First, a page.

Real Estate in the Time of Corona: Buyers Beware, Sellers be Happy


By AJ O’Leary

Chapel Hill real estate agents say the coronavirus pandemic has made a tough market tougher for home buyers in the area and a sweet market sweeter for sellers.

Early in March, Ben Batley, 37, and Susan Batley, 32, were preparing to move from their house in the Saxapahaw area to Chapel Hill so they could place their daughter in the Chapel Hill-Carrboro school district. After buying a house on Estes Drive on March 15, Ben Batley said he and his wife were worried they wouldn’t be able to sell their current home during the pandemic and they would be stuck with two mortgages. 

“We just weren’t sure how long we were going to hold onto our other house,” Batley said. “We thought it was going to be really hard to sell during the pandemic.”

After they were able to receive a discount on their new house, the couple decided to go ahead with their plan and sell their first house once the opportunity presented itself.

Batley said once he and his wife decided to put their Saxapahaw house on the market early in May, they were considering listing it at a $7,000 discount before their real estate agent talked them into putting it on the market at its original price. Although not even in Chapel Hill, the house sold quickly. Batley said the house went on the market on May 10, and he and his wife accepted an offer for it at full price the very next day.

“We were kind of able to buy at a lower price and sell at a higher price,” Batley said. “It worked out great for us.”

Pat Serkedakis, president of the Orange Chatham Association of Realtors, said significantly fewer people were buying or selling houses in Chapel Hill in March and April this year because of the pandemic.

“Activity dropped right away,” Serkedakis said. “People were concerned about what was going to happen so we weren’t doing a lot of anything.”

Serkedakis said he and other area agents were able to continue doing some business in March and April because they were considered essential workers under the stay-at-home orders in effect at the time. Serkedakis said many pivoted to virtual showings, and any in-person showings were, and still are, rife with masks, gloves and sanitary wipes.

Serkedakis said he thinks once people became used to pandemic conditions and were able to leave their homes more often, they became more willing to buy and sell homes and sales picked up — although not listings.

“By the end of April, we were starting to see some significant buyer activity,” Serkedakis said. “By May, buyer activity was in excess of what it was last year from a buyer angle. But from a listing standpoint, listings were off about 25 percent. We had as many buyers in the market as we had last year in May, but fewer listings to show them.”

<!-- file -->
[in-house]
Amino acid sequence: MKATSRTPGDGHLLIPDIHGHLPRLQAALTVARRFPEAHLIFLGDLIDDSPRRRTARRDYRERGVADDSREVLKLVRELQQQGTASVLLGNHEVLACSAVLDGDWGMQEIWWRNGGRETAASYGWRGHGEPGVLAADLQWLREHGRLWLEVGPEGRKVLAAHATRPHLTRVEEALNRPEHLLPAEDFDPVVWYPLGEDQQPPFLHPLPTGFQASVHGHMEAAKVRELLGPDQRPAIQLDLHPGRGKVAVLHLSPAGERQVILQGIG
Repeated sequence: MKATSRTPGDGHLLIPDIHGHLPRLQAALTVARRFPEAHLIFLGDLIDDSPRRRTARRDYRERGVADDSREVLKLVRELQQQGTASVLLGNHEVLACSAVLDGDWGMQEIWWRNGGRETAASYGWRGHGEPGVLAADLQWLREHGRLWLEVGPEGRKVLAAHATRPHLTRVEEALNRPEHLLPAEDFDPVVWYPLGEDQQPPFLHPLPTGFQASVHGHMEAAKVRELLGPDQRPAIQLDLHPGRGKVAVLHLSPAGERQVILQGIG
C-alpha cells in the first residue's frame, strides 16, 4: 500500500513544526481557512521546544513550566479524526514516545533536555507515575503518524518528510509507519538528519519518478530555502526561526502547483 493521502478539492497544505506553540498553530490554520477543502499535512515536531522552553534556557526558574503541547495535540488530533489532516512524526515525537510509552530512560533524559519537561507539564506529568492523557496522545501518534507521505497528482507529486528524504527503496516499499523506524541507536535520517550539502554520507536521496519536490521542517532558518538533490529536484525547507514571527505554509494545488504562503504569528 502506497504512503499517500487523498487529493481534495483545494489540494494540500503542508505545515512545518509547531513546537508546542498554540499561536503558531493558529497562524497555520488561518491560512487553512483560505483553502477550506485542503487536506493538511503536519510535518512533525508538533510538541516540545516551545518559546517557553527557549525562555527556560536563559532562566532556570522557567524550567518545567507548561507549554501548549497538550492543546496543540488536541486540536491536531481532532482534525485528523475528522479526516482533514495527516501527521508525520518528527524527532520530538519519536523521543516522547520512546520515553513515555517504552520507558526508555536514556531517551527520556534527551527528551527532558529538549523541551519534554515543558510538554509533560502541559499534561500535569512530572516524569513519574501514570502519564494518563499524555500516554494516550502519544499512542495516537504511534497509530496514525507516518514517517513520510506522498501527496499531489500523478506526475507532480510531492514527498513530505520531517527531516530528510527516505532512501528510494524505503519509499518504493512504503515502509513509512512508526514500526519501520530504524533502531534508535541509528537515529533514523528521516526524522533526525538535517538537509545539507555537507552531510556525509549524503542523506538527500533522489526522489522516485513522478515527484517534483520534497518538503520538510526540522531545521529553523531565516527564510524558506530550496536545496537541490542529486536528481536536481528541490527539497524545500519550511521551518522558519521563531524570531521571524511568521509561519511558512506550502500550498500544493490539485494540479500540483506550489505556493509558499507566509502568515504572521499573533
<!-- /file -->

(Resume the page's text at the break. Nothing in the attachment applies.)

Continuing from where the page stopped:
According to data from Triangle Multiple Listing Services, sales in May 2020 were down 25.1 percent in the Chapel Hill-Carrboro city school district compared to last year.

Other data from TMLS shows a 20.3 percent increase in sales in the city school district during the first half of June compared to the first half of June last year. New listings, on the other hand, were down 29 percent in the district in May and 6.4 percent in the district in June, according to TMLS.

As a result of the disparity between supply and demand, prices in the area have risen, which tracks with data showing median house prices in Orange County rising by 4.2 percent this year according to TMLS.

Susan Crawford, managing broker and owner of Triangle Home Crew, said some sellers may not be listing homes to avoid potential buyers spreading germs in them during tours. That drop in listings has caused difficulties for both buyers and agents.

The fact that generally only one tour can take place at a time in any given house, in accordance with National Association of Realtors guidelines, also makes touring houses more difficult. Crawford said that in many cases houses that go on the market late at night end up fully booked with tours by the next morning.

“You’re on the phone with your buyer at 8 o’clock the next morning saying ‘let’s get in,’” Crawford said. “And then you go to schedule it and it’s booked all day long. And you can’t schedule it till 8:30 that night. Chances are they’ve already accepted an offer at that point so they don’t want more people in.”

To deal with the current shortage of available homes in Chapel Hill, Crawford said buyers may need to lead with their strongest offers. For sellers on the other hand, Crawford said: 

“Now is the time. Get it on the market because you’re going to get top dollar.”

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